ddisq // Shutterstock
Nobody likes traffic backups. The experience of sitting bumper-to-bumper is frustrating for a number of reasons, from running late for work or picking up the kids to simply feeling stuck with nothing you can do about it. Most people tend to do what they can to avoid the experience of sitting in traffic by timing their commutes to avoid rush hour and planning alternate routes, among other tactics.
Using data from the 2021 Global Traffic Scorecard, Routific identified the worst 25 cities in the U.S. for traffic delays and calculated how much those delays cost drivers based on the metro's median hourly wage. Commute times were calculated by looking exclusively at the time it takes to get to and from major employment centers, based on anonymized GPS data to find commuting patterns.
In some cities, sitting in traffic is simply unavoidable. Traffic congestion is caused by several factors, among them the road grid (how a given road system is laid out); the density of the environment in terms of residents, businesses, and popular attractions; the availability (or lack thereof) of public transportation options; and the sheer volume of cars and trucks on the road. For many cities, commuting slowed during the start of the COVID-19 pandemic, but traffic congestion returned as Americans eased out of restrictions.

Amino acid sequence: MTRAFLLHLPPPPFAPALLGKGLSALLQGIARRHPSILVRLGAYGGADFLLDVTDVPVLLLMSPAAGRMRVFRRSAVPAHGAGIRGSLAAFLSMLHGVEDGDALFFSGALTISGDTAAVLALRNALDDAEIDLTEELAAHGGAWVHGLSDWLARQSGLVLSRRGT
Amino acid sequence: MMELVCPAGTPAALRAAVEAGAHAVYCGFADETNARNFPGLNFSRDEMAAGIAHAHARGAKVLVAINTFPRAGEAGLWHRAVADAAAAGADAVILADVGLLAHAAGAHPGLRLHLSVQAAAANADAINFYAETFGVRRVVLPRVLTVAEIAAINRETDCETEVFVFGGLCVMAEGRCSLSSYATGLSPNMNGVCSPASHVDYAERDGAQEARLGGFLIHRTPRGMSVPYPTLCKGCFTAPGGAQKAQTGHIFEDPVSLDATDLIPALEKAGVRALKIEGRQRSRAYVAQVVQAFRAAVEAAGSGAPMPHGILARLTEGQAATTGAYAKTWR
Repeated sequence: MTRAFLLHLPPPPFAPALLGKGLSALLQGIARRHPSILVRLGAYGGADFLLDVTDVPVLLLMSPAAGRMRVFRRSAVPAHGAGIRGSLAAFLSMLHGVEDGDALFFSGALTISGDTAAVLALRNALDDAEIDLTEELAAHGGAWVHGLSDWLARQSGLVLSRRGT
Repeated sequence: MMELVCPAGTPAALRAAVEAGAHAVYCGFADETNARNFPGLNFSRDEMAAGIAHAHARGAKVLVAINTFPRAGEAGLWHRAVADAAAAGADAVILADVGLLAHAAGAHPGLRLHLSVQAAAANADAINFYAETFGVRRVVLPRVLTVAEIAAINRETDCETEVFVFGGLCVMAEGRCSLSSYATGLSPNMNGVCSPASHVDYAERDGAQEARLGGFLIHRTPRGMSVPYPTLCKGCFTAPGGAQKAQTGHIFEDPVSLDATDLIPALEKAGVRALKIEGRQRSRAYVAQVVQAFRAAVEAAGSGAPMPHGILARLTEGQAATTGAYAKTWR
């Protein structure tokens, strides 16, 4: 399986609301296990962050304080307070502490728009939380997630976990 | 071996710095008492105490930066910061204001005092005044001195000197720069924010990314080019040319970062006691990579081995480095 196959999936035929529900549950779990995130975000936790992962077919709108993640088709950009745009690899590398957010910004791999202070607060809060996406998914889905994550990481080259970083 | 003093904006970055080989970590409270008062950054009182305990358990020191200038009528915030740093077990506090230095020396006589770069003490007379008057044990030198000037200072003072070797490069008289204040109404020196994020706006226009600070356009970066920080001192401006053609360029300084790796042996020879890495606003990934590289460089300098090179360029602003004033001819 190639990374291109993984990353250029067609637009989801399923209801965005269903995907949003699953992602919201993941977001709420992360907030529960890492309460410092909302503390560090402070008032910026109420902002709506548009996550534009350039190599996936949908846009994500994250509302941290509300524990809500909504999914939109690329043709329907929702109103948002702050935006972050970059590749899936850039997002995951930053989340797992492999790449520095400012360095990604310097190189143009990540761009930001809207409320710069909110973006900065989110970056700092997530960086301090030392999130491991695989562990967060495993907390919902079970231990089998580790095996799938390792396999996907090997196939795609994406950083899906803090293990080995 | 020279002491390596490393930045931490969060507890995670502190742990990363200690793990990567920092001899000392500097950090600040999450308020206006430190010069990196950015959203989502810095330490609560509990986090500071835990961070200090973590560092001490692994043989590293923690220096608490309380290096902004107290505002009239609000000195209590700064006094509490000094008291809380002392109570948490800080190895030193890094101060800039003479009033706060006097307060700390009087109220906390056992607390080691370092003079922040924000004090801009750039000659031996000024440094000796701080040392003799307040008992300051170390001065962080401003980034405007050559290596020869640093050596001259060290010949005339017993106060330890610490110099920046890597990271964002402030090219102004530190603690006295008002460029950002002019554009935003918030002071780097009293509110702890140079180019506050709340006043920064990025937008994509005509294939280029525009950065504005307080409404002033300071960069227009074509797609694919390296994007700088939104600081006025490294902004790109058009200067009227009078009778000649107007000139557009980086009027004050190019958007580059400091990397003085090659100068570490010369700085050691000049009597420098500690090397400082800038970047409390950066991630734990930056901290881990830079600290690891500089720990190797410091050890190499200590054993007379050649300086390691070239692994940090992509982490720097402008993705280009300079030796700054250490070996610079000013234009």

One pandemic lifestyle habit that seems here to stay is online shopping: From March 2020 to February 2022, Americans spent a staggering $1.7 trillion on e-commerce, according to Adobe Analytics. With millions of online purchases moving back and forth across the country, it's only added to daily congestion. More truck drivers are on roadways shipping goods to warehouses—and more delivery drivers are in neighborhoods distributing parcels every day. Expect more in the future as the Bureau of Labor Statistics projects that demand for delivery truck drivers will increase by 12%—faster than the average growth of all occupations—with 190,700 jobs available each year for the next decade.
Growth and expansion of a given urban area is also a significant contributor, as population growth often exceeds a city's ability to grow its transportation system to meet the demand. Some of the most prevalent examples of the past few years are the cities of Dallas, Phoenix, and Houston—all of which are on this list and among the 10 most populous cities in the country.
If you live in a major city, odds are your town is on this list—but there are a few surprises for those who think smaller means easier to get around. In our data points highlighted below, the time loss is calculated by analyzing peak speed and free-flow speed data for the busiest commuting corridors. The annual added cost data was calculated based on the 2021 median hourly wage in the metro area according to the U.S. Bureau of Labor Statistics.